State Senate Minority Leader Len Fasano (R-North Haven) and State Senator Dan Debicella (R-Shelton), ranking senator on the Appropriations Committee, today testified on behalf of the Senate Republican caucus before the Finance Revenue and Bonding Committee on SB 1, An Act Concerning the Preservation and Creation of Jobs in Connecticut. The bill would create a new revolving loan fund to make credit available to small businesses and exempt small businesses from paying the annual $250 business entity tax. Both initiatives, introduced this year by Senate Democrats, are supported by Senate Republicans.
While there is disagreement about how to pay for the bill, the two Senate Republican legislators urged Democrat leaders to pass the job creation measures now and then come to a bipartisan agreement on responsible spending reductions to cover the bill’s $20 million cost.
“We are close to reaching consensus on a bipartisan bill that will help stem the loss of jobs and businesses in Connecticut,” said Senator Fasano. “Senate Republicans have been working to pass a comprehensive jobs growth initiative for the past three years and we are pleased that the majority is finally showing signs of support for those efforts. Now we need to finish the job. If both sides are willing, I believe Democrat and Republican leaders can iron out the minimal differences we have about SB-1 and have a jobs bill ready for passage as early as next week.”
"I am eager to work towards passing a jobs bill, but am concerned with the idea of raising taxes to pay for it," said Sen. Debicella, who has been instrumental in authoring Senate Republican Jobs Proposals aimed at repealing the business entity tax; eliminating outdated, redundant and counterproductive state business regulations; and providing tax incentives to emerging and next generation industries including alternative fuel, environmental remediation and nanotechnology. “I would ask that my legislative colleagues be fiscally responsible and pay for this bill through spending cuts, similar to those I have proposed in the budget I co-authored.”
Chief among the initiatives garnering bipartisan support is the proposal to eliminate the business entity on companies reporting less than $50,000 in income. While Senate Republicans support repealing the tax, and have proposed the measure for the past three years, they are advocating for a broader and more permanent measure that will affect businesses reporting $50,000 in profit rather than income. Senate Republicans also support the creation of a revolving loan fund for small businesses though do not support authorizing new bonds to fund the project. Instead, they prefer a solution closer to the Governor’s recommendation to use $100 million dollars in canceled bond authorizations.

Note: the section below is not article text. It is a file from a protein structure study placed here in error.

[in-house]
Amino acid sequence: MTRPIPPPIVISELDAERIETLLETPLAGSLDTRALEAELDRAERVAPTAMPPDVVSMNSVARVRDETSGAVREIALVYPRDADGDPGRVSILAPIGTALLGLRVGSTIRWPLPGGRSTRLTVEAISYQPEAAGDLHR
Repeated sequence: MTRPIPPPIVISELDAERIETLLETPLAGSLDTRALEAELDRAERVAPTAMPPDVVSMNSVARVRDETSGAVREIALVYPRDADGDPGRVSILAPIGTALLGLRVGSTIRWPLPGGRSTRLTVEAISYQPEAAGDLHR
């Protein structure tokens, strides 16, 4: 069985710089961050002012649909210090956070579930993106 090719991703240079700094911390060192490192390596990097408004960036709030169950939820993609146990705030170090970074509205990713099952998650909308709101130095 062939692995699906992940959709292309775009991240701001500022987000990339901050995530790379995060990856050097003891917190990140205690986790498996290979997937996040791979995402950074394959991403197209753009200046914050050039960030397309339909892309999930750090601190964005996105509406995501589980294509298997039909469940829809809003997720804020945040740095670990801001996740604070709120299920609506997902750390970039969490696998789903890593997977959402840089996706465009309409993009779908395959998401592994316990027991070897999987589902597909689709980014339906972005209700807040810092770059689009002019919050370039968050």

The proposal to implement an additional tax on TARP bonuses has remained an area of contention between Democrat and Republican legislators. The proposal will add an additional tax on Connecticut’s highest earners and threatens to have a negative ripple effect on the state’s insurance and financial industries.
“Irrespective of how we all feel about the taxpayer funded bonuses, this portion of the bill ultimately provides an incentive for large corporations to relocate,” said Sen. Fasano. “If passed, this proposal will create a tax in Connecticut that surrounding states do not have and will hurt specific industries in their efforts to attract and retain highly qualified employees. The bottom line is, if we prevent large Connecticut corporations from using bonuses to retain top management, we run the risk of encouraging them to relocate to any one of the 49 other states that do have this tax.
Sen. Debicella furthered that point by stating, “The additional tax on TARP bonuses is constitutionally questionable and is an attack on both the financial industry and Fairfield County residents, who currently make up nearly 50% of the state’s income tax. Raising taxes on financial services professionals will cause them to move out of state, ultimately harming Connecticut’s tax base and leaving middle class families to make up for lost revenue.”
“Ultimately, while we don’t agree on every portion of this bill, there is not time to waste on legislative procrastination in dealing with the budget crisis and diminishing job climate. I am hopeful the majority will take our view into consideration as we work to create a truly bipartisan jobs growth plan.” added Sen. Fasano.